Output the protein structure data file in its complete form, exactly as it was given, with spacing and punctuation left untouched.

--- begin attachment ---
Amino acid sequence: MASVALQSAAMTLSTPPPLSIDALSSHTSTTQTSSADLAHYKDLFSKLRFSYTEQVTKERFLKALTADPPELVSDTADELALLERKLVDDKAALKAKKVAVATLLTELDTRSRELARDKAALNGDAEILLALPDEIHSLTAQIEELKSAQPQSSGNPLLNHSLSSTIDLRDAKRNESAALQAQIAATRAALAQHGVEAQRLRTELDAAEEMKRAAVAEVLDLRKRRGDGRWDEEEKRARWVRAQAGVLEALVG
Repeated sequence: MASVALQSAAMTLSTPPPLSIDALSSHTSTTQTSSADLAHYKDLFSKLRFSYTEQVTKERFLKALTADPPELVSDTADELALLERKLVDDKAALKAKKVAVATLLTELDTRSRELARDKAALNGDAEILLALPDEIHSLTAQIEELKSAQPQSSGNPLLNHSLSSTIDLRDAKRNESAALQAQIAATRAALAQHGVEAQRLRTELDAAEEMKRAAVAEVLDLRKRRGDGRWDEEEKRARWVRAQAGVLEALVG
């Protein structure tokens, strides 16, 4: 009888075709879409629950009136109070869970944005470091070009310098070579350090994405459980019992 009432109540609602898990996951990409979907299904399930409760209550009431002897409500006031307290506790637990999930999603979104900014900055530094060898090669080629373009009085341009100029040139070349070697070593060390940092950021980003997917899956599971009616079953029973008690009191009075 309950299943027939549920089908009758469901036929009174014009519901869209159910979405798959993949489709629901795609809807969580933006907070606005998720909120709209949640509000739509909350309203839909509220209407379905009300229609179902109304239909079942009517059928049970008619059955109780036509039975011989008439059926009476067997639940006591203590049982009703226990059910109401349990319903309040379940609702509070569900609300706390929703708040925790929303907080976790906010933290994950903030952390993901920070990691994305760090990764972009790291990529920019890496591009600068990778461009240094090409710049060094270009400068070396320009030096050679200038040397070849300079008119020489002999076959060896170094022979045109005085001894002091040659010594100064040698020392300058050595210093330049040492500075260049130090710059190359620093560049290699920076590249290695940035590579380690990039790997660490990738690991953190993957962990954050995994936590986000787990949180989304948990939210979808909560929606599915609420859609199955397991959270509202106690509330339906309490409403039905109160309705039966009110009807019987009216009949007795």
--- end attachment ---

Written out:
Amino acid sequence: MASVALQSAAMTLSTPPPLSIDALSSHTSTTQTSSADLAHYKDLFSKLRFSYTEQVTKERFLKALTADPPELVSDTADELALLERKLVDDKAALKAKKVAVATLLTELDTRSRELARDKAALNGDAEILLALPDEIHSLTAQIEELKSAQPQSSGNPLLNHSLSSTIDLRDAKRNESAALQAQIAATRAALAQHGVEAQRLRTELDAAEEMKRAAVAEVLDLRKRRGDGRWDEEEKRARWVRAQAGVLEALVG
Repeated sequence: MASVALQSAAMTLSTPPPLSIDALSSHTSTTQTSSADLAHYKDLFSKLRFSYTEQVTKERFLKALTADPPELVSDTADELALLERKLVDDKAALKAKKVAVATLLTELDTRSRELARDKAALNGDAEILLALPDEIHSLTAQIEELKSAQPQSSGNPLLNHSLSSTIDLRDAKRNESAALQAQIAATRAALAQHGVEAQRLRTELDAAEEMKRAAVAEVLDLRKRRGDGRWDEEEKRARWVRAQAGVLEALVG
């Protein structure tokens, strides 16, 4: 009888075709879409629950009136109070869970944005470091070009310098070579350090994405459980019992 009432109540609602898990996951990409979907299904399930409760209550009431002897409500006031307290506790637990999930999603979104900014900055530094060898090669080629373009009085341009100029040139070349070697070593060390940092950021980003997917899956599971009616079953029973008690009191009075 309950299943027939549920089908009758469901036929009174014009519901869209159910979405798959993949489709629901795609809807969580933006907070606005998720909120709209949640509000739509909350309203839909509220209407379905009300229609179902109304239909079942009517059928049970008619059955109780036509039975011989008439059926009476067997639940006591203590049982009703226990059910109401349990319903309040379940609702509070569900609300706390929703708040925790929303907080976790906010933290994950903030952390993901920070990691994305760090990764972009790291990529920019890496591009600068990778461009240094090409710049060094270009400068070396320009030096050679200038040397070849300079008119020489002999076959060896170094022979045109005085001894002091040659010594100064040698020392300058050595210093330049040492500075260049130090710059190359620093560049290699920076590249290695940035590579380690990039790997660490990738690991953190993957962990954050995994936590986000787990949180989304948990939210979808909560929606599915609420859609199955397991959270509202106690509330339906309490409403039905109160309705039966009110009807019987009216009949007795």